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A Gathering
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The Spectator
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 by Laramie Boyd
ecrboyd@aol.com
2013 Spectator Ron - The Spectator All Rights Reserved
C
        Christmas at the Laramie and Barbara Boyd's home was, for many years, always the same. Barbara cooked all the food, and the guests ate it all. A quote often heard around the Boyd house was, "If you want any of the food, you'd better eat it now, because there won't be any left later." All the relatives, brothers, sisters, kids, even neighbors at times, mostly came to celebrate Christmas by enjoying the home cooking of Barbara. Come in, sit down, eat, open some presents, visit, stress that they'll be back next year, same time, same place, then beat it home before the traffic on Christmas Eve got too heavy.
        One year my brother Ben and I decided to liven things up. We set up a speaker system behind the couch in the living room, where most everyone would gather after the meal, and reconnect the things going on in their lives, either in small groups or the group as a whole. Then, later in the evening, Ben and I would drag out the recorder, tell everyone to gather around, and play back the evening's conversations caught on the reel tape player. Turned out there were a lot of red faces when they heard what had been recorded. One good one was, "Don't Barbara and Laramie ever turn up the heat, I'm freezing?" The answer to this was, "I don't think they even have the heat on."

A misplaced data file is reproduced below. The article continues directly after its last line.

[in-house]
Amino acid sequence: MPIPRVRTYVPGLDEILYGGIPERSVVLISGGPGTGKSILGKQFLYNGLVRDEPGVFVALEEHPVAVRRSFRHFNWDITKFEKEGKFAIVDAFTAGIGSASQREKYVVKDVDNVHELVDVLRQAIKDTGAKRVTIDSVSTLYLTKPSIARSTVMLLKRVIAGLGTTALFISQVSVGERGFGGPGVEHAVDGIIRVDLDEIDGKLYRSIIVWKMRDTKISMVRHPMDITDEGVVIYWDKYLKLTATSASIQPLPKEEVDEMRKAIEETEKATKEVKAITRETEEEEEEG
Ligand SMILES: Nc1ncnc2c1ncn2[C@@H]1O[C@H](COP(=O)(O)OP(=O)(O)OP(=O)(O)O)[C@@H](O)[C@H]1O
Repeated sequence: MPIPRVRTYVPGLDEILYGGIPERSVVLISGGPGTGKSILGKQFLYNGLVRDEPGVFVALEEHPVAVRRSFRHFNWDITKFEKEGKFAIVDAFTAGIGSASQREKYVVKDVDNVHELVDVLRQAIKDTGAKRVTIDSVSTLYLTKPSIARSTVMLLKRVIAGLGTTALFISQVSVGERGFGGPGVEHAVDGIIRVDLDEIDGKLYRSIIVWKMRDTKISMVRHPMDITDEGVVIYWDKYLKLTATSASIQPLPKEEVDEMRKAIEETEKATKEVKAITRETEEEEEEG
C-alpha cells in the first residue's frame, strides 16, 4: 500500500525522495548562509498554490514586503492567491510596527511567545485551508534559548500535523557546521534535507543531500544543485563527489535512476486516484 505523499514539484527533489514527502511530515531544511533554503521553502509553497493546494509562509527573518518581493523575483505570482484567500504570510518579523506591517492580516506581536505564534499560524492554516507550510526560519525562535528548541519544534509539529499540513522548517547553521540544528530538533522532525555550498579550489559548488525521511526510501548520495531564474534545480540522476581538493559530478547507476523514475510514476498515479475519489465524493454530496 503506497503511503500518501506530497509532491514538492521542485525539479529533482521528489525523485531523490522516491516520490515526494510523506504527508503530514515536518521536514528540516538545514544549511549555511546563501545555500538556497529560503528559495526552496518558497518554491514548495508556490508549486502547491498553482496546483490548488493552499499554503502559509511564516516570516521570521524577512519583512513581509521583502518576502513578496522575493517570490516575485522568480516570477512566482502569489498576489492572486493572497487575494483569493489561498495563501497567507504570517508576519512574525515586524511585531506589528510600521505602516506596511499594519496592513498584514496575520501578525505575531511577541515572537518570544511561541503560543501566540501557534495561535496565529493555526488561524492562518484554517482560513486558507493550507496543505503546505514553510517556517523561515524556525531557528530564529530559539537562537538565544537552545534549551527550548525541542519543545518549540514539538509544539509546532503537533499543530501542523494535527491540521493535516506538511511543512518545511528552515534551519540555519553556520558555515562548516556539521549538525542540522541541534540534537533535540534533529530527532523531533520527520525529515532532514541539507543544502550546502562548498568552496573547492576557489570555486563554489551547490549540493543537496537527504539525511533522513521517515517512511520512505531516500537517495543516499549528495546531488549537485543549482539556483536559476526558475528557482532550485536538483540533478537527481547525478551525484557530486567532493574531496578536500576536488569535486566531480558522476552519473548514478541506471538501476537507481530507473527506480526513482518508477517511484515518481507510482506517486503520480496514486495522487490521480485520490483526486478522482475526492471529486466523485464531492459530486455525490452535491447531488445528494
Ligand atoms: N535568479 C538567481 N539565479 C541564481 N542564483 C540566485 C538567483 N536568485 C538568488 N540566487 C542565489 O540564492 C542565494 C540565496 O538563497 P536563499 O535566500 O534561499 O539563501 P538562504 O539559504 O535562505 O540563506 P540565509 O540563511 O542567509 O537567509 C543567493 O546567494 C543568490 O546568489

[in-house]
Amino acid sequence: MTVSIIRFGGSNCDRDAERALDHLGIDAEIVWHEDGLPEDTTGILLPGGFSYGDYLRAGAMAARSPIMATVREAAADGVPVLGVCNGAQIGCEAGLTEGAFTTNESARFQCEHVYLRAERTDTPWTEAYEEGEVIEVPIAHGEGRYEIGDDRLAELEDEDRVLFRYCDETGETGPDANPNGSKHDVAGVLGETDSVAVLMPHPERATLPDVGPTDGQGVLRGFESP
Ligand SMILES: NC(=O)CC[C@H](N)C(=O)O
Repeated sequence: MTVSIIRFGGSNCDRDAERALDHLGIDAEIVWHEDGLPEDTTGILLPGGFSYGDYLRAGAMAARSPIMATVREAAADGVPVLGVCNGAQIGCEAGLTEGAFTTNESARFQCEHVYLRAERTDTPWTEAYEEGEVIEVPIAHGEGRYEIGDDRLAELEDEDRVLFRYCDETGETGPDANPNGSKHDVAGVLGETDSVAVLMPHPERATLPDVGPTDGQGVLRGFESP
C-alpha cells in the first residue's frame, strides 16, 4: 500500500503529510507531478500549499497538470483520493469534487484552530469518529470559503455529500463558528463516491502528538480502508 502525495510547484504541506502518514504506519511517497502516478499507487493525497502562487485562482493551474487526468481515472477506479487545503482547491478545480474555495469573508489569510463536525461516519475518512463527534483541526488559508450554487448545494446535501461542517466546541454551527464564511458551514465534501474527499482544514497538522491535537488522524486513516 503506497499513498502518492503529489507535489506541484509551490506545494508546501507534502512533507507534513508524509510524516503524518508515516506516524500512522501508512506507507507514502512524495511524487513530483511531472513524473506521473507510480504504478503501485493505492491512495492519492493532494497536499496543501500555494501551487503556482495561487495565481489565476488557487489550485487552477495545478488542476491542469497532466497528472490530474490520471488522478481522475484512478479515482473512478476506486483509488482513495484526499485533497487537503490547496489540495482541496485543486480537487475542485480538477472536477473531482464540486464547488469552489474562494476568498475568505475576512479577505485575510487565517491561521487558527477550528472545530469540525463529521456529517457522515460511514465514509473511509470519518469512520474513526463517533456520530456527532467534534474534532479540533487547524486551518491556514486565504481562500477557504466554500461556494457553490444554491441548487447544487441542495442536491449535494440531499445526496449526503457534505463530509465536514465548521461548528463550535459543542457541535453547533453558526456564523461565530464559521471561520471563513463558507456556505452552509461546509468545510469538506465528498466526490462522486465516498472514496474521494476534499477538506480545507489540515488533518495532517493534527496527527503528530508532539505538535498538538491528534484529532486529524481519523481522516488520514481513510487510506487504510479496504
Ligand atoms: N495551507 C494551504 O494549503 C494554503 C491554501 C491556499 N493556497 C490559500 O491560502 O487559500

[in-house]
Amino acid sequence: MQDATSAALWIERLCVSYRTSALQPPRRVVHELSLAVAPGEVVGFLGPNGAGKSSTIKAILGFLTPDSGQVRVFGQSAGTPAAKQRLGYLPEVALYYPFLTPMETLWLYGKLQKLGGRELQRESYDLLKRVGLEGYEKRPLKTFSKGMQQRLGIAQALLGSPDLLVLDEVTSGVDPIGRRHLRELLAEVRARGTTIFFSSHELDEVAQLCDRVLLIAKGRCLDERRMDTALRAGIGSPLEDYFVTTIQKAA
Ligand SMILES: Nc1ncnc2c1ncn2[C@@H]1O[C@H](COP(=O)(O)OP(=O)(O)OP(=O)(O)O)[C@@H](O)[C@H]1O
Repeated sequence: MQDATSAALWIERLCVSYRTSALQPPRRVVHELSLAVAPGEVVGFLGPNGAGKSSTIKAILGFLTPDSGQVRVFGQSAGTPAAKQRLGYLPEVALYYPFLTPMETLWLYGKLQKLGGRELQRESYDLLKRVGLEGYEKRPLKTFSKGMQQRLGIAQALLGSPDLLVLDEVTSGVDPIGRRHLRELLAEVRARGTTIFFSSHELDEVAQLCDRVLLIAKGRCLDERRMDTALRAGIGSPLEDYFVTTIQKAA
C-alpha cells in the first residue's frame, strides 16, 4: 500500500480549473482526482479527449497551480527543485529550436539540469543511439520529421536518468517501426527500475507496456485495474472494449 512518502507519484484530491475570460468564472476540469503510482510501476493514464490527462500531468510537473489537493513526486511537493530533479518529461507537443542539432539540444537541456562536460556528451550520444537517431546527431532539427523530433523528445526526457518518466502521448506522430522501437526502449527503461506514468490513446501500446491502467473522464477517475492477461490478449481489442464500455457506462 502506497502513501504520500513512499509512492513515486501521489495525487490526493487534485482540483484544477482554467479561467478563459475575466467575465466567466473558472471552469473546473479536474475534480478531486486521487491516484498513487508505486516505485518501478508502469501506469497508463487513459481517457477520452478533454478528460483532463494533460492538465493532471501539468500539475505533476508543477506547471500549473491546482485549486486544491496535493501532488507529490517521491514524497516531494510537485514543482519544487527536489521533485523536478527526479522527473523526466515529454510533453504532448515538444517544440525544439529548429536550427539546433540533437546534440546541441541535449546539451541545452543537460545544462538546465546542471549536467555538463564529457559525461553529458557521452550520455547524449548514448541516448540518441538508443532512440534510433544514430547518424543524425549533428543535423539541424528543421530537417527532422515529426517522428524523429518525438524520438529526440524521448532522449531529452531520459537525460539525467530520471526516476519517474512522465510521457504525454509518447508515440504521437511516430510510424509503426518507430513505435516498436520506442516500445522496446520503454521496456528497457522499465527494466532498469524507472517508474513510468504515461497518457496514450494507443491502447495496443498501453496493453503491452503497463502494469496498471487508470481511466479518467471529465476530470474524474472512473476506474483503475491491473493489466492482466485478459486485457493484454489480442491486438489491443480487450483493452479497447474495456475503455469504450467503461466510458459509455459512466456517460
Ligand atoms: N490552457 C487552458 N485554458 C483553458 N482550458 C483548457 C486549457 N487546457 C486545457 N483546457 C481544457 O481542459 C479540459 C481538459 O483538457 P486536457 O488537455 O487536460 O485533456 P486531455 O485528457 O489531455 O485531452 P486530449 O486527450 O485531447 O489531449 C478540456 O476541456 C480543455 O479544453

Then we'd get out some LPs (Long playing records) and listen to some Bing Crosby or Perry Como carols, and maybe Jimmy Boyd (No relation) singing "I Saw Momma Kissing Santa Clause, Underneath the Mistletoe Last Night," or Gene Autry's "Rudolph the Red-Nosed Reindeer." The fireplace roaring, the Christmas tree lights sparkling, the manger scene set up on the mantel, Christmas paper wrappings strewn all over the place, some people singing along with the music, good people gathered together to celebrate and observe the Christmas season each in their own way, this was what Christmas was at the Boyd house for so many consecutive years. To say that I miss those times doesn't really grasp the meaning of that statement. Some of those who came have passed on. Most have moved on in their lives. But I'm sure that they each recall how they looked forward to those good times, good food, and good company, at Barbara and Laramie's. I sure do. Times like that only go around once, and only to a select few. Merry Christmas.